Ever since I designed The Great Steeplejack Chase I’ve wanted to use the action/move dice pool in a roleplaying game. I think it has a lot of potential so here’s my first attempt at shoehorning it into a resolution mechanic.

The system uses a roll-under, count successes dice pool mechanic. Just like in The Great Steeplejack Chase each character has a dice pool (I was thinking d10s would we easy enough to find and would offer a nice spread of numbers).

Either the dice pool would represent on a general measure over overall character strength (sort of like one die for every character “level”) and a character’s dice pool would grow as the character develops though the campaign. Or, every character would have the same sized pool and overall character strength would be measured by the number of times in during a conflict that the character could refresh his pool. Either way, to prevent unwieldy dice pools the pool would have to be capped at a reasonable size (perhaps 10 dice). In the first option, once characters reached the dice pool cap, they could get an ability that refreshes their pool a certain number of times per scene.

The turn structure is exactly like it was in the Great Steeplejack Chase. Each character gets as many actions as they wish, but each action will either use up dice for the turn, or use up dice for the encounter.

To attack, characters roll any number of available dice from their pool attempting to roll under a governing attribute. All dice that do roll under the attribute count as successes. A defender operates likewise, choosing any number of available dice, rolling under an attribute and counting successes. The attacking and defending dice are lost for the current turn and successes cancel each other. Any leftover attacking successes knock dice out of the defender’s pool and make them unavailable for the rest of the scene. When a character runs out of dice, the conflict is over.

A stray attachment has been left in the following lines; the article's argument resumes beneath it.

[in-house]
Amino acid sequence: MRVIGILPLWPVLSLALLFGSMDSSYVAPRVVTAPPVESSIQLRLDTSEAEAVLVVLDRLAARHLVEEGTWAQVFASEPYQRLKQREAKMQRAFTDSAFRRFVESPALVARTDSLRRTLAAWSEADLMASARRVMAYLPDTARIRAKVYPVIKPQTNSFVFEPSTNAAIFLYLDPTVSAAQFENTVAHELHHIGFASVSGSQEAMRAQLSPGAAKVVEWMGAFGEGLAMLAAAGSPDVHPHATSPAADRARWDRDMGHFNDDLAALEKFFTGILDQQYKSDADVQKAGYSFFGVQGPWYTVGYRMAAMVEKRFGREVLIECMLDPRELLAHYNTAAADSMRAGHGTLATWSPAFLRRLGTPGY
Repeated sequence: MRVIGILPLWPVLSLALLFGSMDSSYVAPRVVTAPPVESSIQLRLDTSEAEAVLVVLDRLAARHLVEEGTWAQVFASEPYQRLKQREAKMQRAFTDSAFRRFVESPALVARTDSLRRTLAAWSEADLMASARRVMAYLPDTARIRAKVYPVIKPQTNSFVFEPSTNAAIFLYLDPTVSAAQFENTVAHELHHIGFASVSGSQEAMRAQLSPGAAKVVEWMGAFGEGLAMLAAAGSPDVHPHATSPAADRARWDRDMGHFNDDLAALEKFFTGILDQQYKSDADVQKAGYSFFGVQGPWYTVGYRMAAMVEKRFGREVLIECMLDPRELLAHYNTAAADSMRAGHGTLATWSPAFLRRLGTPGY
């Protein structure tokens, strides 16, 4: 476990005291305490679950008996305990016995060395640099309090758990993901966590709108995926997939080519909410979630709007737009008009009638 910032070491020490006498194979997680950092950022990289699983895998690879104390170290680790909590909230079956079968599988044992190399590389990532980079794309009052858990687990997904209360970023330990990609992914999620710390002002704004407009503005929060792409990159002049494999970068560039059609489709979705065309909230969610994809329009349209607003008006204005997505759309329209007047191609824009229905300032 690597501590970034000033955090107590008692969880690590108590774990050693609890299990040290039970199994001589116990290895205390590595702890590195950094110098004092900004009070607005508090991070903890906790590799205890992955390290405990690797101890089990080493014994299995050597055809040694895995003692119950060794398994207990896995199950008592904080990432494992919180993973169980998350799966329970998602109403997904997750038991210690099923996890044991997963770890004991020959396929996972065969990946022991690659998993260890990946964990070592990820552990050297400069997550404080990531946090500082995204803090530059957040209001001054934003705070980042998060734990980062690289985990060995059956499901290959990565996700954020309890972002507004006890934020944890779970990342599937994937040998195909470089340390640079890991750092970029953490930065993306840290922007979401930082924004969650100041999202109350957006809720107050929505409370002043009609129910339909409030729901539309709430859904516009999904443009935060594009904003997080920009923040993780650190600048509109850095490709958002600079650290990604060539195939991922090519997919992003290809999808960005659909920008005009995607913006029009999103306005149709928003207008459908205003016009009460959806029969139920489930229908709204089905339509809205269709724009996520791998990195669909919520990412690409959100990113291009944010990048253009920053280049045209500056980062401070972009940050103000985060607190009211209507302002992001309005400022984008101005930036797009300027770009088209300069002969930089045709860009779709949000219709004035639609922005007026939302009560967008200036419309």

It’s important to note that, as far as actions go, defending is free in that it can happen at any point in the turn and it is entirely voluntary. The attacker can only attack during his turn but only attacking successes knock dice out, any extra defending successes are lost.

Of course, in addition to the simple back and forth of attack and defend, characters can spend dice (making them unavailable for the rest of the scene) on special abilities. The exact type and power of special abilities would need to serious testing, but they’d probably end up looking something like keys from The Shadow of Yesterday.

On top of all of this, I’m toying with the idea of characters being able to attack attributes directly which would lower an opponent’s chance of success in the future (perhaps a good use for special abilities). I’m also thinking of several different methods of applying temporary penalties to the dice rolls themselves. Either lowering the face value of all dice rolled, forcing a character to toss out the highest rolled die or even forcing a character to roll an extra success.

In the case of unopposed conflict, the GM would also have a dice pool. Instead of attributes to roll under, the GM would also have a difficulty level that operates on the same scale as the player attributes (1-10). Then, the conflict proceeds exactly as described above.

It’s my hope that the above mechanics (or something similar) can be the base of the two games that I’m currently working on: Tales of the Great City and Sword Mage. Previews for both games should be following shortly.

Porting Steeplejack Mechanics